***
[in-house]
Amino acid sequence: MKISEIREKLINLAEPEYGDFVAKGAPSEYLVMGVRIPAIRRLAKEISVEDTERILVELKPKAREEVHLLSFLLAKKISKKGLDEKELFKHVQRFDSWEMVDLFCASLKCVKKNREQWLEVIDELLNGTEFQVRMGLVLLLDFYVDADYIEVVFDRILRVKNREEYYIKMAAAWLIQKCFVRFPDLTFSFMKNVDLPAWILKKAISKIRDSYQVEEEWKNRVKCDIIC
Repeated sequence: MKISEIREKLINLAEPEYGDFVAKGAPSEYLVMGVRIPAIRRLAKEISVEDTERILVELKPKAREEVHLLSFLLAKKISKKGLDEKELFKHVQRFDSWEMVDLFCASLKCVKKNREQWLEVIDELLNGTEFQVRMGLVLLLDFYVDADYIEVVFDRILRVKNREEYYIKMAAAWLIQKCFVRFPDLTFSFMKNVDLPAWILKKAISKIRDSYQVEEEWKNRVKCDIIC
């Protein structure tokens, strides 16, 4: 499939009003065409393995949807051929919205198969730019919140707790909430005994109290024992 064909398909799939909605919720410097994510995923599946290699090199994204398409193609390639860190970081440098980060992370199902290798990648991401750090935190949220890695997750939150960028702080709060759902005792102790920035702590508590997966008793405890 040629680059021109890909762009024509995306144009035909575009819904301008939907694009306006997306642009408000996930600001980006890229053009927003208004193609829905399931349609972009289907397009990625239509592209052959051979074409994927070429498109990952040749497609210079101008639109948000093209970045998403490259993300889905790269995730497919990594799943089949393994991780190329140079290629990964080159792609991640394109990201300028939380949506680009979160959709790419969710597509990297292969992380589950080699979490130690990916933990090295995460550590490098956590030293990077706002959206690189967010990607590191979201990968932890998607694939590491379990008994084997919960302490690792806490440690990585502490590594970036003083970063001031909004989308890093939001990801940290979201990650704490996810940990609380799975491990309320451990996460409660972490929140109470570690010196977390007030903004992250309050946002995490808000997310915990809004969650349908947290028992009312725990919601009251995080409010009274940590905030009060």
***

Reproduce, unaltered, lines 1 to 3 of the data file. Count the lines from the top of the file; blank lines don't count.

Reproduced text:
[in-house]
Amino acid sequence: MKISEIREKLINLAEPEYGDFVAKGAPSEYLVMGVRIPAIRRLAKEISVEDTERILVELKPKAREEVHLLSFLLAKKISKKGLDEKELFKHVQRFDSWEMVDLFCASLKCVKKNREQWLEVIDELLNGTEFQVRMGLVLLLDFYVDADYIEVVFDRILRVKNREEYYIKMAAAWLIQKCFVRFPDLTFSFMKNVDLPAWILKKAISKIRDSYQVEEEWKNRVKCDIIC
Repeated sequence: MKISEIREKLINLAEPEYGDFVAKGAPSEYLVMGVRIPAIRRLAKEISVEDTERILVELKPKAREEVHLLSFLLAKKISKKGLDEKELFKHVQRFDSWEMVDLFCASLKCVKKNREQWLEVIDELLNGTEFQVRMGLVLLLDFYVDADYIEVVFDRILRVKNREEYYIKMAAAWLIQKCFVRFPDLTFSFMKNVDLPAWILKKAISKIRDSYQVEEEWKNRVKCDIIC